FY 2015 Homeland Security Funding Bill Stalled in the Senate

Legislation providing year-long funding for the Department of Homeland Security (DHS), including programs important to the fire service like the Assistance to Firefighters Grant (AFG), Staffing for Adequate Fire and Emergency Response (SAFER) grant, and the United States Fire Administration (USFA), failed to pass the Senate last week. By votes of 51-48 on February 3, 53-47 on February 4, and 52-47 on February 5, the Senate voted against ending debate on H.R. 240, the Fiscal Year 2015 Homeland Security Appropriations Act. In order to end debate and proceed to a vote on the bill, 60 votes are required under Senate rules. H.R. 240 passed the House of Representatives on January 14.

DHS was the only federal agency that Congress did not provide full-year funding for last December when it passed omnibus appropriations legislation. Instead, a “continuing resolution” was enacted providing temporary funding to keep DHS functioning through the end of February. This was done in spite of a request from the National Volunteer Fire Council (NVFC) and other national fire service organizations to provide year-long FY 2015 funding for DHS.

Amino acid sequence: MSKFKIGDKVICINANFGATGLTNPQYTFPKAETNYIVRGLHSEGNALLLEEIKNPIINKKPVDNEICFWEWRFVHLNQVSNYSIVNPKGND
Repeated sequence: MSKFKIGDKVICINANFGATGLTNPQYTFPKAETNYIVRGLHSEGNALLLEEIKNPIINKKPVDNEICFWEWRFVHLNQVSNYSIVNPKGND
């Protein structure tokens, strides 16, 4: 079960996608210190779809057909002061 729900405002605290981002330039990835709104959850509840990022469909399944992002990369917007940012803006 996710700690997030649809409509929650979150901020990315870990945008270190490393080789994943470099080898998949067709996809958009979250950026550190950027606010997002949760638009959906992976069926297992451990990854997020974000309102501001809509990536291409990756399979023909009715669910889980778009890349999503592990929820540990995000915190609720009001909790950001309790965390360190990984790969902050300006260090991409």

In most years DHS appropriations are one of the first spending bills that Congress acts on because there is usually strong bi-partisan support for the agency’s functions. The hold-up this year is due to a disagreement between Republicans and Democrats over immigration functions funded through the bill. President Obama issued an Executive Order last November modifying how the federal government deals with undocumented immigrants. H.R. 240 includes language preventing the use of funds to implement the President’s Executive Order. This has resulted in a split, largely along partisan lines, over the bill.

Failure to enact year-long DHS appropriations delays the implementation of grants and hinders the ability of DHS to launch new initiatives. For instance, the AFG and SAFER grants are currently running about nine months behind due to the inability of past Congresses to enact appropriations in a timely fashion. Additionally, when the continuing resolution expires at the end of this month, if Congress does not at least extend DHS’ funding authority, most of the agency will be shut down temporarily, creating delays in making grant awards and processing grant applications.

“I call on Congress to fund the Department of Homeland Security,” said NVFC Chairman Philip C. Stittleburg. “DHS is incredibly important to the nation and the programs that DHS administers are critical for our country’s volunteer emergency services. As a volunteer fire chief I have a lot of experience dealing with difficult situations, including mediating disputes. Finding solutions through compromise isn’t always easy but it is necessary to avoid dysfunction. I urge our nation’s political leaders to focus more on getting the job done and less on getting their way.”